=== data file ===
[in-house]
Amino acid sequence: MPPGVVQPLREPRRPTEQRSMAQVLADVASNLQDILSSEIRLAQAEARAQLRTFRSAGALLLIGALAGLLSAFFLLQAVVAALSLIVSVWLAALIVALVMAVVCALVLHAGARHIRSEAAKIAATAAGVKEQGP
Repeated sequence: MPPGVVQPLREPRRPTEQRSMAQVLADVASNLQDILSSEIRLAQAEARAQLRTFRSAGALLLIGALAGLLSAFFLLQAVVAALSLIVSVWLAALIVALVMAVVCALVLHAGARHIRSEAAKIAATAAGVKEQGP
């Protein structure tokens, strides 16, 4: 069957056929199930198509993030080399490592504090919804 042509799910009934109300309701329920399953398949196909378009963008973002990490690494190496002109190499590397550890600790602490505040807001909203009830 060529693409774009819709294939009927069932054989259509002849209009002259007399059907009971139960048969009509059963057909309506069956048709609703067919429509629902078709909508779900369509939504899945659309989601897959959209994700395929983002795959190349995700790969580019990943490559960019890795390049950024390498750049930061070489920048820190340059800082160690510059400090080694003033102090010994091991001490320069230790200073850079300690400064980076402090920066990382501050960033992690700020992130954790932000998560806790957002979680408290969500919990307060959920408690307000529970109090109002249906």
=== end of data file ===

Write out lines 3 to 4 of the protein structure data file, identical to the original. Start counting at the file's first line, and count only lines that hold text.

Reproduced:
Repeated sequence: MPPGVVQPLREPRRPTEQRSMAQVLADVASNLQDILSSEIRLAQAEARAQLRTFRSAGALLLIGALAGLLSAFFLLQAVVAALSLIVSVWLAALIVALVMAVVCALVLHAGARHIRSEAAKIAATAAGVKEQGP
């Protein structure tokens, strides 16, 4: 069957056929199930198509993030080399490592504090919804 042509799910009934109300309701329920399953398949196909378009963008973002990490690494190496002109190499590397550890600790602490505040807001909203009830 060529693409774009819709294939009927069932054989259509002849209009002259007399059907009971139960048969009509059963057909309506069956048709609703067919429509629902078709909508779900369509939504899945659309989601897959959209994700395929983002795959190349995700790969580019990943490559960019890795390049950024390498750049930061070489920048820190340059800082160690510059400090080694003033102090010994091991001490320069230790200073850079300690400064980076402090920066990382501050960033992690700020992130954790932000998560806790957002979680408290969500919990307060959920408690307000529970109090109002249906």